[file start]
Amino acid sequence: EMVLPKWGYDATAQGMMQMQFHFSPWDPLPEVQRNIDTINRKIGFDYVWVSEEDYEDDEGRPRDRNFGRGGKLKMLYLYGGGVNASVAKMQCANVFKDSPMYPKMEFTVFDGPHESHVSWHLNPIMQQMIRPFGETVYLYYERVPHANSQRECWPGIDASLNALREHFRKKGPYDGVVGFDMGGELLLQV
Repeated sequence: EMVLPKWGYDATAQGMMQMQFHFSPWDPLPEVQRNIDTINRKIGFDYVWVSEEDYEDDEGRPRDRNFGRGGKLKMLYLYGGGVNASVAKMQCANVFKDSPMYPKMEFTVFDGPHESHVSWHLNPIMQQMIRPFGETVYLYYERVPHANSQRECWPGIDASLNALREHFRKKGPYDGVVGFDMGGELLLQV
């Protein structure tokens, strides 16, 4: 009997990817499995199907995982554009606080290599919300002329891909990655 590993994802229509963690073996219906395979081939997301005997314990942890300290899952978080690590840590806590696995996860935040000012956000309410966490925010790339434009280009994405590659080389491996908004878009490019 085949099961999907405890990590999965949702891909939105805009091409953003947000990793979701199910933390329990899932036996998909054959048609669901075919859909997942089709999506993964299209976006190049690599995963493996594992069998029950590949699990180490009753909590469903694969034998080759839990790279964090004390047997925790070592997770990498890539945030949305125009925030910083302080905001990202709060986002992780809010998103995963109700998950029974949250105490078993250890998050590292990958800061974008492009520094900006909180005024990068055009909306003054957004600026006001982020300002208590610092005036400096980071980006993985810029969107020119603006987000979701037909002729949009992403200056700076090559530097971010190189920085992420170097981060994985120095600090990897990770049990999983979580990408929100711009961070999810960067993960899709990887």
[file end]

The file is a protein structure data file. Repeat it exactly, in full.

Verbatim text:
Amino acid sequence: EMVLPKWGYDATAQGMMQMQFHFSPWDPLPEVQRNIDTINRKIGFDYVWVSEEDYEDDEGRPRDRNFGRGGKLKMLYLYGGGVNASVAKMQCANVFKDSPMYPKMEFTVFDGPHESHVSWHLNPIMQQMIRPFGETVYLYYERVPHANSQRECWPGIDASLNALREHFRKKGPYDGVVGFDMGGELLLQV
Repeated sequence: EMVLPKWGYDATAQGMMQMQFHFSPWDPLPEVQRNIDTINRKIGFDYVWVSEEDYEDDEGRPRDRNFGRGGKLKMLYLYGGGVNASVAKMQCANVFKDSPMYPKMEFTVFDGPHESHVSWHLNPIMQQMIRPFGETVYLYYERVPHANSQRECWPGIDASLNALREHFRKKGPYDGVVGFDMGGELLLQV
């Protein structure tokens, strides 16, 4: 009997990817499995199907995982554009606080290599919300002329891909990655 590993994802229509963690073996219906395979081939997301005997314990942890300290899952978080690590840590806590696995996860935040000012956000309410966490925010790339434009280009994405590659080389491996908004878009490019 085949099961999907405890990590999965949702891909939105805009091409953003947000990793979701199910933390329990899932036996998909054959048609669901075919859909997942089709999506993964299209976006190049690599995963493996594992069998029950590949699990180490009753909590469903694969034998080759839990790279964090004390047997925790070592997770990498890539945030949305125009925030910083302080905001990202709060986002992780809010998103995963109700998950029974949250105490078993250890998050590292990958800061974008492009520094900006909180005024990068055009909306003054957004600026006001982020300002208590610092005036400096980071980006993985810029969107020119603006987000979701037909002729949009992403200056700076090559530097971010190189920085992420170097981060994985120095600090990897990770049990999983979580990408929100711009961070999810960067993960899709990887």